Nexus devices, on the other hand, are built in partnership with companies that make Android phones and tablets. They’re developed alongside the latest version of Google’s Android operating system to showcase new features such as the fingerprint authentication software that now lets you unlock an Android device or authorize mobile payments with Android Pay.

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30 replies on “Google Pixel C premium Android tablet coming soon for $499 and up”

  1. I ran Android (4.4.2, I think) off a liveCD on my laptop a couple of days ago. What a terrible experience. Don’t know what I was expecting.

    Back button multiple times to leave an app, mouse sucks (can’t highlight, copy/paste), right-clicking = left-clicking = tapping), wouldn’t mount my laptop’s hard drive, scrolling works on some apps not all. Android makes you work way too hard on any hybrid.

    It sucks at pseudo-multi-tasking – a background app will hibernate but reload contents/web pages when called forward. At least the liveCD came with root access so I can actually get some control over MY computer.

    Later on I loaded eComstation (OS/2 Warp) demo liveCD. Very limited (no sound, no WiFi support… pretty useless overall for testing) but as a Desktop OS it ran circles around Android.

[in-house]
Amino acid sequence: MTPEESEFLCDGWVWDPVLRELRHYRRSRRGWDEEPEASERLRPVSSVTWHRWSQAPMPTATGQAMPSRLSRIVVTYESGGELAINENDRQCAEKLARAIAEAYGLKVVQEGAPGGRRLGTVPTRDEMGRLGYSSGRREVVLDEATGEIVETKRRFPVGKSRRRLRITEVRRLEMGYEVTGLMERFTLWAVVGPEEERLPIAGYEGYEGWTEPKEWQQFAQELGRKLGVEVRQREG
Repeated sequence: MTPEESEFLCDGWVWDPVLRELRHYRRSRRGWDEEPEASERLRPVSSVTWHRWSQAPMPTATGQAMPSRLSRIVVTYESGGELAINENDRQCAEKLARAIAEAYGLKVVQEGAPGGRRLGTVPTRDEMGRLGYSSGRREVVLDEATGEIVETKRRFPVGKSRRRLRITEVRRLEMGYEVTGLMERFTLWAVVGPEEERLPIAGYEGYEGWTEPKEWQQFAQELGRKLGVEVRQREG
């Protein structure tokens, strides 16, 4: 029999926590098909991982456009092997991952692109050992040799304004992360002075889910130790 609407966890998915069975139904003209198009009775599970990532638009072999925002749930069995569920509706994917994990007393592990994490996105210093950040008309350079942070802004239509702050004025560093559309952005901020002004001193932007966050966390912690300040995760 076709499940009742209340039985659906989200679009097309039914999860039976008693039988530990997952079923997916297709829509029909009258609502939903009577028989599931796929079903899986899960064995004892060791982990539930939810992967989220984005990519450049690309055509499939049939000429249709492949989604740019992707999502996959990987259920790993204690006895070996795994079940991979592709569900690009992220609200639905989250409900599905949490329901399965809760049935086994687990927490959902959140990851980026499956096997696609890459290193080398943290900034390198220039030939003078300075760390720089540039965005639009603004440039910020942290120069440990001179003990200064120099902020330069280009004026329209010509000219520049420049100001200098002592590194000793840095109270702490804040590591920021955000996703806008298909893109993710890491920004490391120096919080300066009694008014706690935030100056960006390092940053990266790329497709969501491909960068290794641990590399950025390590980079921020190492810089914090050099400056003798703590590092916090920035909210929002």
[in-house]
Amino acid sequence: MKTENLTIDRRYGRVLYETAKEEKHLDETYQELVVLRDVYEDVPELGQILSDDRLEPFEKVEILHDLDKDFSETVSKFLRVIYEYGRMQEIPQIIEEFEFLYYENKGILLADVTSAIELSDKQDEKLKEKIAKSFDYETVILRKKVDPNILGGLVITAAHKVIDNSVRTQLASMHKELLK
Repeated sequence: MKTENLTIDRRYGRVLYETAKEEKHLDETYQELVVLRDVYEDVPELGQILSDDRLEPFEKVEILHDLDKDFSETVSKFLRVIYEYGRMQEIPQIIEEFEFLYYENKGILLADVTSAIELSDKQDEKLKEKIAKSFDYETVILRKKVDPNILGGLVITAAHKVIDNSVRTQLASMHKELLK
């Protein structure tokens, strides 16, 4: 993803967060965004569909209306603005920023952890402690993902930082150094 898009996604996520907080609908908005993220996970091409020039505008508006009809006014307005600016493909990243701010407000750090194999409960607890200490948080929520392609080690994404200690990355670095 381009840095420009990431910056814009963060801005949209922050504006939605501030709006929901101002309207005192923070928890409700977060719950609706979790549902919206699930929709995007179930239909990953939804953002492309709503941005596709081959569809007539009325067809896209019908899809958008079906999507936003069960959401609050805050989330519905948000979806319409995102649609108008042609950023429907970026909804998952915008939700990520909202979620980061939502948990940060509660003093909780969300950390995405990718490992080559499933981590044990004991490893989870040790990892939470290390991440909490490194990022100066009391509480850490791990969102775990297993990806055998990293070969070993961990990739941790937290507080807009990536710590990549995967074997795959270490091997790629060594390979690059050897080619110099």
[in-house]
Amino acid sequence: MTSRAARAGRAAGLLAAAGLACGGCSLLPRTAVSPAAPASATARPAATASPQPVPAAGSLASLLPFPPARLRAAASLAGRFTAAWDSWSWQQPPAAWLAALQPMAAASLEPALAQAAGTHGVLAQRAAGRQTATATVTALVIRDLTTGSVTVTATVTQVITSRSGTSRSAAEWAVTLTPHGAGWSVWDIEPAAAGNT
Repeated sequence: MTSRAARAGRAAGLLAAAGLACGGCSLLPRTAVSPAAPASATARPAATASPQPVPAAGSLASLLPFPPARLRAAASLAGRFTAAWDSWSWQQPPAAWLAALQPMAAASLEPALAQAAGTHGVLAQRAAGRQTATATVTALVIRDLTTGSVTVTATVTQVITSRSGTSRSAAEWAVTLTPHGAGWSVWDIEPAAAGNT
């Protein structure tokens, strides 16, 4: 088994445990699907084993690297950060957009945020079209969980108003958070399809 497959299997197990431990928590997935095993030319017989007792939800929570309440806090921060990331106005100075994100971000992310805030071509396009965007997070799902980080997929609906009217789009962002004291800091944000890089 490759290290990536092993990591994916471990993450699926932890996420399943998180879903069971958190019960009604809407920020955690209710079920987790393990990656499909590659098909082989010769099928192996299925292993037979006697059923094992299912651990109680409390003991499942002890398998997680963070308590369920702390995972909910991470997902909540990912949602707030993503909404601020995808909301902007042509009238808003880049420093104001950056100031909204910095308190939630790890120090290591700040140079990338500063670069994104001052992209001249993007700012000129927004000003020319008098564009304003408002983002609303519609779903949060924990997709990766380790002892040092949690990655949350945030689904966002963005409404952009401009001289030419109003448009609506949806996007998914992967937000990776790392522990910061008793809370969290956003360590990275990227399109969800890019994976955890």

Google keeps screwing around while its’ competitors are offering dual solutions (mobile & Desktop). Either empower Android or do it with ChromeOS. Otherwise get out of the You’re hurting your brand name.

  2. I really don’t see how this became a Surface Competitor. Clearly, Surface vs. THIS is like comparing a phone with a desktop. It’s outright unfair.

    I’d say this device works for some. But not everyone. Same goes for the Surface and that Gigantic, redundant iPad Pro.

    And for the people out there who say this competes with the iPad? Well it might. But I doubt people will buy this niche device over a better, cheaper alternative.

  3. Meant to be a competitor to the Surface yet no uSD slot. Yeahh ok. Double sad as Android M now supports external storage. Google, I wonder about you some times

  4. Nope. They seem to misunderstand why people want a keyboard. If you jack it up and move everything around it kinda misses the point. And forget programming on that layout. Lose [{]}|`~ plus Esc and still call it a keyboard?

  5. This isn’t even close to a Surface competitor except in price, it’s just an expensive tablet.

  6. LOL. Honestly, if you’re buying this, then does it match with your Google shirt, hat and jacket?

    1. It matches my desire for a tablet that can handle intense gaming and Gamecube/Wii emulation in stride. Don’t be dense and detest something you don’t personally want.

        1. The X1 SOC is showing great potential, and it will vastly improve from here. We will almost certainly see essentially perfect performance going forward. The current tests on the X1 are very early examples.

          1. Right, but it’s not there yet, so it can’t be counted on..

            Why would you buy an inferior product, that isn’t ready to do what you want it to do, when there is a better product out there already?